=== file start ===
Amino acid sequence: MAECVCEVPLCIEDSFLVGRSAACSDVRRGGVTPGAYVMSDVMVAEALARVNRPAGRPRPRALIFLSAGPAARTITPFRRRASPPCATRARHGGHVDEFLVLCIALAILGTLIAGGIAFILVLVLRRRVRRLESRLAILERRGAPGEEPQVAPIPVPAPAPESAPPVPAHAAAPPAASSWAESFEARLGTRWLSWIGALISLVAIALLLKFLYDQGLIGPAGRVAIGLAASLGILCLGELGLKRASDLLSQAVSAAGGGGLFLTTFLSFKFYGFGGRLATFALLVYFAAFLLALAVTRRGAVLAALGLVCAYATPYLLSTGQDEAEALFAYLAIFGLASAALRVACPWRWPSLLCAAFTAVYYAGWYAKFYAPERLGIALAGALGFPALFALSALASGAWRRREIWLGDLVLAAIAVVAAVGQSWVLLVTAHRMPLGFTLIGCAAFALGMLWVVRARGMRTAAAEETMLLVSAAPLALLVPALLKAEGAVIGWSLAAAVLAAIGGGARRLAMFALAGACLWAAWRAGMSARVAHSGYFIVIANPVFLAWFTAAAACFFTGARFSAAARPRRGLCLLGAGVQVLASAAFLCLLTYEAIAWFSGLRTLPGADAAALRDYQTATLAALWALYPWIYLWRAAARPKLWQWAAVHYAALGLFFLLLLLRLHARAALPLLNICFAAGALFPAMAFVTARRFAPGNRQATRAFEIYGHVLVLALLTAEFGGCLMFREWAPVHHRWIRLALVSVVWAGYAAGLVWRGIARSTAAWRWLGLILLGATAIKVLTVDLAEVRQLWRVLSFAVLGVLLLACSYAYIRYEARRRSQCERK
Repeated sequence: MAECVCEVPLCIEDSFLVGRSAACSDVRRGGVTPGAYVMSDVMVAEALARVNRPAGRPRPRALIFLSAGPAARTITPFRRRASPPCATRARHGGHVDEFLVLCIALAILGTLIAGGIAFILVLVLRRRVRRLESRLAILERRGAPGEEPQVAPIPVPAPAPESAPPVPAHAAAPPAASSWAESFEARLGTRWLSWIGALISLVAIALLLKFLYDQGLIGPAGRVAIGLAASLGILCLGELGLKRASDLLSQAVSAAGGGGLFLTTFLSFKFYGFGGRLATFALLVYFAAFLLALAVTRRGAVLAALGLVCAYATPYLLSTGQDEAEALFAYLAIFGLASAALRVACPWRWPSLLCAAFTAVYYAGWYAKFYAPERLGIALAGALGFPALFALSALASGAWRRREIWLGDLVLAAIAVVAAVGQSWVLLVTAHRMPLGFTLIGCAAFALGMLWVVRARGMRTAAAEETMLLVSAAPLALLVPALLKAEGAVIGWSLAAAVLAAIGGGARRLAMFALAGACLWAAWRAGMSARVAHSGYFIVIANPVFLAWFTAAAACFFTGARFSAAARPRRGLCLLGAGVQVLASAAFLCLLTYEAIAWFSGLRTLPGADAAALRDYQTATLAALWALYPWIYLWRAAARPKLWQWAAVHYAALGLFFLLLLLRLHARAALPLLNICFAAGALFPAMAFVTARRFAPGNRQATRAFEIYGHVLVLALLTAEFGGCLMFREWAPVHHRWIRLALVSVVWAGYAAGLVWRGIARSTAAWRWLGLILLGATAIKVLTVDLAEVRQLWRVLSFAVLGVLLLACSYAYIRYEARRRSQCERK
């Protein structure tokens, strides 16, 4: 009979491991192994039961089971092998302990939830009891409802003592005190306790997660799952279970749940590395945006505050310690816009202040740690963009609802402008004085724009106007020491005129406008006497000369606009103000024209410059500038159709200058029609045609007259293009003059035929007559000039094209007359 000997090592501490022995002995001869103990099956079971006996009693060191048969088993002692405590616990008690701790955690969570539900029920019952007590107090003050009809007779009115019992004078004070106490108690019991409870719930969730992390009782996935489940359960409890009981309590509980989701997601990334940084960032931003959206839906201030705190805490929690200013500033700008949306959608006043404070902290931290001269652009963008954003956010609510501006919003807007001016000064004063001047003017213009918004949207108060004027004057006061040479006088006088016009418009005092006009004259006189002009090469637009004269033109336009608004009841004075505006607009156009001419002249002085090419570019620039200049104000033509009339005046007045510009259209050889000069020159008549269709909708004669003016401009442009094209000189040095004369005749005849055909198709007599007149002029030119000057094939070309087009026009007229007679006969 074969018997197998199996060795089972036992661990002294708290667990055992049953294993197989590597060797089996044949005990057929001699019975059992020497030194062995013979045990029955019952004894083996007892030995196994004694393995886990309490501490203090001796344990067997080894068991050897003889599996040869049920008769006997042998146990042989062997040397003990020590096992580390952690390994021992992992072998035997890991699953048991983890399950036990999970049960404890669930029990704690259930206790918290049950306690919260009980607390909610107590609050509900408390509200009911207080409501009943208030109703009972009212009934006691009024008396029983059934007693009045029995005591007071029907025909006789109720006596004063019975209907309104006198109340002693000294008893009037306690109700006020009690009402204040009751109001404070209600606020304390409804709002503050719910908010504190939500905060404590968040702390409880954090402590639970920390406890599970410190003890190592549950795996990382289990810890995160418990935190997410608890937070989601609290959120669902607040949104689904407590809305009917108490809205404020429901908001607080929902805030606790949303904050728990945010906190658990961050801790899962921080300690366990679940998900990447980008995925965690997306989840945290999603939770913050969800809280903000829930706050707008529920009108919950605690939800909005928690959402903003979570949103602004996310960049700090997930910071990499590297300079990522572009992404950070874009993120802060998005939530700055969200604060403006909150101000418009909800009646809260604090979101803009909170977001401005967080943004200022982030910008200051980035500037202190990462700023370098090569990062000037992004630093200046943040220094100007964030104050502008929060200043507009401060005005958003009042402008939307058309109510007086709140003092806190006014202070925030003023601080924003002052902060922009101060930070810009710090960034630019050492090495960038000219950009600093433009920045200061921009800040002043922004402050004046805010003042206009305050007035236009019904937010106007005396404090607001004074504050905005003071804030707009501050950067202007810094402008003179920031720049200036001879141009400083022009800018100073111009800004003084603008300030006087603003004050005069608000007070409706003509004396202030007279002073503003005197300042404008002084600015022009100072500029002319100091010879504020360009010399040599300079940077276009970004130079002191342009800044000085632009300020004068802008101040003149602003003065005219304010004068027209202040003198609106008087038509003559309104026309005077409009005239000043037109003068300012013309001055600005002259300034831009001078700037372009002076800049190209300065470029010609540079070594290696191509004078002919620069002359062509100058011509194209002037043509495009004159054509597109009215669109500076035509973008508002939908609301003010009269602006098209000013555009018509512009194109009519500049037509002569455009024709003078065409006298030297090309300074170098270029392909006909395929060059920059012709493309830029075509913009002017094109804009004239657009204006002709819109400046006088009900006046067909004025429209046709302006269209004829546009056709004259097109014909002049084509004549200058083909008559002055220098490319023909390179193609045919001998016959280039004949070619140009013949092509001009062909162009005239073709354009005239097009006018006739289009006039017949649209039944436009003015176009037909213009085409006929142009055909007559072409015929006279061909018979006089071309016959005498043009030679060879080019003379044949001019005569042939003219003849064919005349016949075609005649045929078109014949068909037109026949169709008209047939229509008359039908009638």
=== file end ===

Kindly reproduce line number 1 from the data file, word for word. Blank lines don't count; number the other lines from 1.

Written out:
Amino acid sequence: MAECVCEVPLCIEDSFLVGRSAACSDVRRGGVTPGAYVMSDVMVAEALARVNRPAGRPRPRALIFLSAGPAARTITPFRRRASPPCATRARHGGHVDEFLVLCIALAILGTLIAGGIAFILVLVLRRRVRRLESRLAILERRGAPGEEPQVAPIPVPAPAPESAPPVPAHAAAPPAASSWAESFEARLGTRWLSWIGALISLVAIALLLKFLYDQGLIGPAGRVAIGLAASLGILCLGELGLKRASDLLSQAVSAAGGGGLFLTTFLSFKFYGFGGRLATFALLVYFAAFLLALAVTRRGAVLAALGLVCAYATPYLLSTGQDEAEALFAYLAIFGLASAALRVACPWRWPSLLCAAFTAVYYAGWYAKFYAPERLGIALAGALGFPALFALSALASGAWRRREIWLGDLVLAAIAVVAAVGQSWVLLVTAHRMPLGFTLIGCAAFALGMLWVVRARGMRTAAAEETMLLVSAAPLALLVPALLKAEGAVIGWSLAAAVLAAIGGGARRLAMFALAGACLWAAWRAGMSARVAHSGYFIVIANPVFLAWFTAAAACFFTGARFSAAARPRRGLCLLGAGVQVLASAAFLCLLTYEAIAWFSGLRTLPGADAAALRDYQTATLAALWALYPWIYLWRAAARPKLWQWAAVHYAALGLFFLLLLLRLHARAALPLLNICFAAGALFPAMAFVTARRFAPGNRQATRAFEIYGHVLVLALLTAEFGGCLMFREWAPVHHRWIRLALVSVVWAGYAAGLVWRGIARSTAAWRWLGLILLGATAIKVLTVDLAEVRQLWRVLSFAVLGVLLLACSYAYIRYEARRRSQCERK